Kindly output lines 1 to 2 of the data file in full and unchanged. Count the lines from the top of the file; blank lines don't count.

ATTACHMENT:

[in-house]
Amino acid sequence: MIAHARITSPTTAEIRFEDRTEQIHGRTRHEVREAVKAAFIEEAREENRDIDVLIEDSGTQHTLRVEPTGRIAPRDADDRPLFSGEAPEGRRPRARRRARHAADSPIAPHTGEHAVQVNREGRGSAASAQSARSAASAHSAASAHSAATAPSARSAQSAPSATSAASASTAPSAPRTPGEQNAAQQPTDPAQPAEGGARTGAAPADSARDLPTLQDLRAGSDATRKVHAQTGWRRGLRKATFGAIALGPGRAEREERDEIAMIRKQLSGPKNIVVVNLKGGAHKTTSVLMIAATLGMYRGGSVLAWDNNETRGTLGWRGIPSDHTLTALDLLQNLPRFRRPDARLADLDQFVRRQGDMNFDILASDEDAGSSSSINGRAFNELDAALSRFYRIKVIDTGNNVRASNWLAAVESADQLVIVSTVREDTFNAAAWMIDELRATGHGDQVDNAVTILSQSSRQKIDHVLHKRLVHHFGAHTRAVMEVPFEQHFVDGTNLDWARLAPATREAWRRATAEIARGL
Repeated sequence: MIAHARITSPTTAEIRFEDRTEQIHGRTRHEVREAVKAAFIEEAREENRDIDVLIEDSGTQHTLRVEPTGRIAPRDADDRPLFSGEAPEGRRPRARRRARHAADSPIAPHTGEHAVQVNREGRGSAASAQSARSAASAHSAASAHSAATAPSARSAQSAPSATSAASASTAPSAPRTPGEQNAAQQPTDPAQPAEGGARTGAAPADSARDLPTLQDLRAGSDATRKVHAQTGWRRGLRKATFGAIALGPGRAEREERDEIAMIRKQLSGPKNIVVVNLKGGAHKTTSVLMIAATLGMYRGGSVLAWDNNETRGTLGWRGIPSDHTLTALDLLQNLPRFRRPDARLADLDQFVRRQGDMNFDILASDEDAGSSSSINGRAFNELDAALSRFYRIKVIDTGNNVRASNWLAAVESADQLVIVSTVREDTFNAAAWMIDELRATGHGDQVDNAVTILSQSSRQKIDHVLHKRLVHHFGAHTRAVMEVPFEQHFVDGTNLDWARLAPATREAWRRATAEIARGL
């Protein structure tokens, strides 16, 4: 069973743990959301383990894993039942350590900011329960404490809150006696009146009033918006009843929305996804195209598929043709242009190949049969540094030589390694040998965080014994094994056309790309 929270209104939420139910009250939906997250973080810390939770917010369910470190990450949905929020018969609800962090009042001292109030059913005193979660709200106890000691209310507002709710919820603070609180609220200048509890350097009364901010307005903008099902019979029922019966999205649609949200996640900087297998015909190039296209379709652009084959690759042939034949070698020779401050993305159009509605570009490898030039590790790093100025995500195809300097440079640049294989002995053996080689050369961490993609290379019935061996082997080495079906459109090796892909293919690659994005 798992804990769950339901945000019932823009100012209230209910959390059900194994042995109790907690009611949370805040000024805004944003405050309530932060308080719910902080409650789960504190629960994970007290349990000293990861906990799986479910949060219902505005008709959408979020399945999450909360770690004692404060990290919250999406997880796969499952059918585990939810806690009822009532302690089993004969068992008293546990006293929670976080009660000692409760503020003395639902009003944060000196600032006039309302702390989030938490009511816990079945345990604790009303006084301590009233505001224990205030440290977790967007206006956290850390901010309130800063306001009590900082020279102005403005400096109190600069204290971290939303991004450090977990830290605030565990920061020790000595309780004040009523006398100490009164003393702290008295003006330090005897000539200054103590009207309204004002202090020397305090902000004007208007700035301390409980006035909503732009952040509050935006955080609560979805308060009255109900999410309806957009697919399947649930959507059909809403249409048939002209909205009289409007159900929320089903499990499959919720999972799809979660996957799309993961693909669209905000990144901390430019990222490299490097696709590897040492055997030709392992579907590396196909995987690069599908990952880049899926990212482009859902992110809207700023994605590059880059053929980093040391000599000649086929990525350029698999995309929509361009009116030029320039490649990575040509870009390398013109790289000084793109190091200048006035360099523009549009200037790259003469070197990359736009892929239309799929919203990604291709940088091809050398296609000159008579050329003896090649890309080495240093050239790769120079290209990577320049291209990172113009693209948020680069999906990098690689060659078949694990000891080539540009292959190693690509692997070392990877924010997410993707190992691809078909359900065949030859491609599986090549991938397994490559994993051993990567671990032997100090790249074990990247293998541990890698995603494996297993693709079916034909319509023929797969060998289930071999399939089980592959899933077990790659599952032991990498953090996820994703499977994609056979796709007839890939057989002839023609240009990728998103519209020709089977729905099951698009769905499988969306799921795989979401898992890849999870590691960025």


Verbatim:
[in-house]
Amino acid sequence: MIAHARITSPTTAEIRFEDRTEQIHGRTRHEVREAVKAAFIEEAREENRDIDVLIEDSGTQHTLRVEPTGRIAPRDADDRPLFSGEAPEGRRPRARRRARHAADSPIAPHTGEHAVQVNREGRGSAASAQSARSAASAHSAASAHSAATAPSARSAQSAPSATSAASASTAPSAPRTPGEQNAAQQPTDPAQPAEGGARTGAAPADSARDLPTLQDLRAGSDATRKVHAQTGWRRGLRKATFGAIALGPGRAEREERDEIAMIRKQLSGPKNIVVVNLKGGAHKTTSVLMIAATLGMYRGGSVLAWDNNETRGTLGWRGIPSDHTLTALDLLQNLPRFRRPDARLADLDQFVRRQGDMNFDILASDEDAGSSSSINGRAFNELDAALSRFYRIKVIDTGNNVRASNWLAAVESADQLVIVSTVREDTFNAAAWMIDELRATGHGDQVDNAVTILSQSSRQKIDHVLHKRLVHHFGAHTRAVMEVPFEQHFVDGTNLDWARLAPATREAWRRATAEIARGL